Christina Pazsitzky’s “It’s Hard Being A Person”

Posted: December 7, 2011 in Comedy
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I’ll be honest with you (Of course I will. If I wasn’t honest with you, I wouldn’t have the passionate feedback on some of my less-than-flattering reviews): Upon my first listen of Christina Pazsitzky’s album It’s Hard Being A Person, I really didn’t care for it. There were a few smirk-inducing moments, but nothing that really grabbed me by the ears and made me laugh out loud (not that grabbing me by the ears makes me laugh out loud).

I couldn’t quite place what it was that seemed “off.” A lot of her material, especially in the first few opening tracks, is geared mostly toward the fairer sex and she seems to sincerely think that raspberries (you know, the “thlbt” noise you make with your tongue) = comedy.

But what really stood out to me was the fact Pazsitzky seemed to have a hard time finding a voice that is truly her own. She greets the crowd with a strikingly Maria Bamford-esque raspy, fake whisper voice but after a few lines morphs back into her natural self. She ends the album with an apology to anyone she may have offended that sounds lifted straight from a Lisa Lampanelli closing track. I found it a bit interesting that she felt the need to pseudo-apologize at all, as she isn’t really a shock/insult comedian and for the most part I can’t imagine she offended anyone.

Please understand I’m not saying that Pazsitzky is swiping jokes from these – or other – comics. It just seemed that there were a few times she – as Dane Cook so eloquently put it – was borrowing the essences of people she enjoys. We’ve all done it. We’ve all been influenced, often times without realizing it, by pop culture and things that make us laugh. There are some comics who admit they don’t like to listen to comedy CDs lest they unconsciously lift material or delivery. And, of course, when many comedians first start out they tend to speak in the voice of the comics they admire and look up to rather than finding a style of their own. It’s nothing intentional, it’s just what happens.

And so, part of me feels that may be the case here. And sometimes it’s not the delivery but the choice of words that stood out a bit. I just re-watched Bend It Like Beckham last week and in one scene the Indian women are being fitted for saris. One woman teases the less-than-buxom girl she is measuring by saying that one day she will have “juicy juicy mangoes.” It was a line that cracked up my wife and me and we worked it into our conversations a couple of times later that day just for the heck of it.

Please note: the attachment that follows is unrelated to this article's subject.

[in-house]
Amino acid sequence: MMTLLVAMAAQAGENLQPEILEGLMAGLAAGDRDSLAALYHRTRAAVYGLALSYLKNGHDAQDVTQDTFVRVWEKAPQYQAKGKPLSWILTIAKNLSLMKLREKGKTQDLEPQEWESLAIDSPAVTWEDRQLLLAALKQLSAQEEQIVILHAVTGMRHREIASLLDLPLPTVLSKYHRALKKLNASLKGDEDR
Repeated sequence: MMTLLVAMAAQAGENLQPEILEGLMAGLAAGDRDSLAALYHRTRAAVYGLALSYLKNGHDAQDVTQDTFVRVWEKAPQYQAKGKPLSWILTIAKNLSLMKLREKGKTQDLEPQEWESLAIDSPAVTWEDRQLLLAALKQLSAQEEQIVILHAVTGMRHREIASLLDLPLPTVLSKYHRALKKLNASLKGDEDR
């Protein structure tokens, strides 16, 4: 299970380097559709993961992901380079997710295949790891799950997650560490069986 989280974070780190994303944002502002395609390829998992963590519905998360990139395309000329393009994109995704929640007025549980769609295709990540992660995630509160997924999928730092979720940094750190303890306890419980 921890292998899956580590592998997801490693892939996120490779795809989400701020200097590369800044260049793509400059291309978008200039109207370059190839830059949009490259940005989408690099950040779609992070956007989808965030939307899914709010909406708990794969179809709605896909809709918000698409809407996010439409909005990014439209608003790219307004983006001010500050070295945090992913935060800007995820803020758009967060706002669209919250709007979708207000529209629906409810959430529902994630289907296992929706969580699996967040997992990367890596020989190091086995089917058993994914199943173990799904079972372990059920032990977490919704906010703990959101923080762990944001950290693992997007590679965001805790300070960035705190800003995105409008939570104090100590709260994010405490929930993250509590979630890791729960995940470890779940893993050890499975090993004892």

So, when Pazsitzky gets a huge laugh from the crowd by using that exact same phrase in the exact same accent (“Juicy juicy mangoes!”) while she talks about her Indian step-father, I felt a little cheated. It was like she didn’t write a punchline but instead “borrowed” a funny line from a somewhat-obscure movie that most people have forgotten by now. At another point she tosses out the phrase “finger blasting” as if it’s her own and, again, it gets a huge reaction from the crowd. Again, my first response was, “Hey, no fair!”

It immediately reminded me of the first time I listened to Robin Williams’s Live 2002 project and he was spouting phrases and punchlines I had seen on bumper stickers, email forwards, and MySpace posts years earlier. He wasn’t being ironic by referencing the familiar quips but seemed to genuinely be claiming them as his own. Whether it was intentional or he just forgot where he heard them and eventually just started to assimilate them into his act, I don’t know, but it didn’t sit well with me. Which is why, when Pazsitzky does the same, it’s a bit off-putting.

As I mentioned earlier, I didn’t fall in love with this project on my first listen but on each of the two subsequent spins (I listen to everything three times before starting in on the review) I came to appreciate it more and more. When things click with Pazsitzky, they really do come together quite nicely. Some of my favorite bits include the casting process for the movie Monster with Charlize Theron, living in a bad L.A. neighborhood, and her message to girls in their early 20s from the Ghost of Christmas Future.

Despite the fact I truly enjoyed those moments, they were greatly outweighed by much more basic connect-the-dots material (and those blasted raspberries). Pazsitzky is a confident presence on stage and I feel once she really gets a feel for who she is and exactly what she wants her stage persona to be, she’ll be a real force to be reckoned with.

Yes, it’s hard being a person, and even harder being a stand-up comedian (which is why, as you’ll notice, I’m not one), but the two are connected and I’m looking forward to seeing how Pazsitzky develops. I truly hope I’ll end up eating my words.


It’s Hard Being A Person is available from Rooftop Comedy Productions

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